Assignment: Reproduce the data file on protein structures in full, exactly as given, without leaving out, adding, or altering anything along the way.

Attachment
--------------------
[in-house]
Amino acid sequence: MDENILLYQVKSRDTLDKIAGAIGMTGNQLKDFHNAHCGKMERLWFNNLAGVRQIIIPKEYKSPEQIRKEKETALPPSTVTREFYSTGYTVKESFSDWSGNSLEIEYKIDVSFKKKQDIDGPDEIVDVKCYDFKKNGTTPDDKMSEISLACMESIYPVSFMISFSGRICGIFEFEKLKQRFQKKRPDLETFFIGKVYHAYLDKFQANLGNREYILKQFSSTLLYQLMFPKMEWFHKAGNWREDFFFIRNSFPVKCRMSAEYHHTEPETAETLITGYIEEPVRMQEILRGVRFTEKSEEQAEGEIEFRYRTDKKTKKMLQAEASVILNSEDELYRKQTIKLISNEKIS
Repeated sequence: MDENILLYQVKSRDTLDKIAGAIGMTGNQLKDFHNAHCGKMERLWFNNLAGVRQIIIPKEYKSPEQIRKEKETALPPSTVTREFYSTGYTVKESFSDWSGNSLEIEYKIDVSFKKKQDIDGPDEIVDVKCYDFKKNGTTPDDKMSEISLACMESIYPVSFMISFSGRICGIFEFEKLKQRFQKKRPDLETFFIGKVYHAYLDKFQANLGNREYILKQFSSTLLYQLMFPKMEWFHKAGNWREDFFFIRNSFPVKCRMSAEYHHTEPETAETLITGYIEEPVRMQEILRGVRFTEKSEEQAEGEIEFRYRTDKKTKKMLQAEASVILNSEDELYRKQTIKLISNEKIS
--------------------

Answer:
[in-house]
Amino acid sequence: MDENILLYQVKSRDTLDKIAGAIGMTGNQLKDFHNAHCGKMERLWFNNLAGVRQIIIPKEYKSPEQIRKEKETALPPSTVTREFYSTGYTVKESFSDWSGNSLEIEYKIDVSFKKKQDIDGPDEIVDVKCYDFKKNGTTPDDKMSEISLACMESIYPVSFMISFSGRICGIFEFEKLKQRFQKKRPDLETFFIGKVYHAYLDKFQANLGNREYILKQFSSTLLYQLMFPKMEWFHKAGNWREDFFFIRNSFPVKCRMSAEYHHTEPETAETLITGYIEEPVRMQEILRGVRFTEKSEEQAEGEIEFRYRTDKKTKKMLQAEASVILNSEDELYRKQTIKLISNEKIS
Repeated sequence: MDENILLYQVKSRDTLDKIAGAIGMTGNQLKDFHNAHCGKMERLWFNNLAGVRQIIIPKEYKSPEQIRKEKETALPPSTVTREFYSTGYTVKESFSDWSGNSLEIEYKIDVSFKKKQDIDGPDEIVDVKCYDFKKNGTTPDDKMSEISLACMESIYPVSFMISFSGRICGIFEFEKLKQRFQKKRPDLETFFIGKVYHAYLDKFQANLGNREYILKQFSSTLLYQLMFPKMEWFHKAGNWREDFFFIRNSFPVKCRMSAEYHHTEPETAETLITGYIEEPVRMQEILRGVRFTEKSEEQAEGEIEFRYRTDKKTKKMLQAEASVILNSEDELYRKQTIKLISNEKIS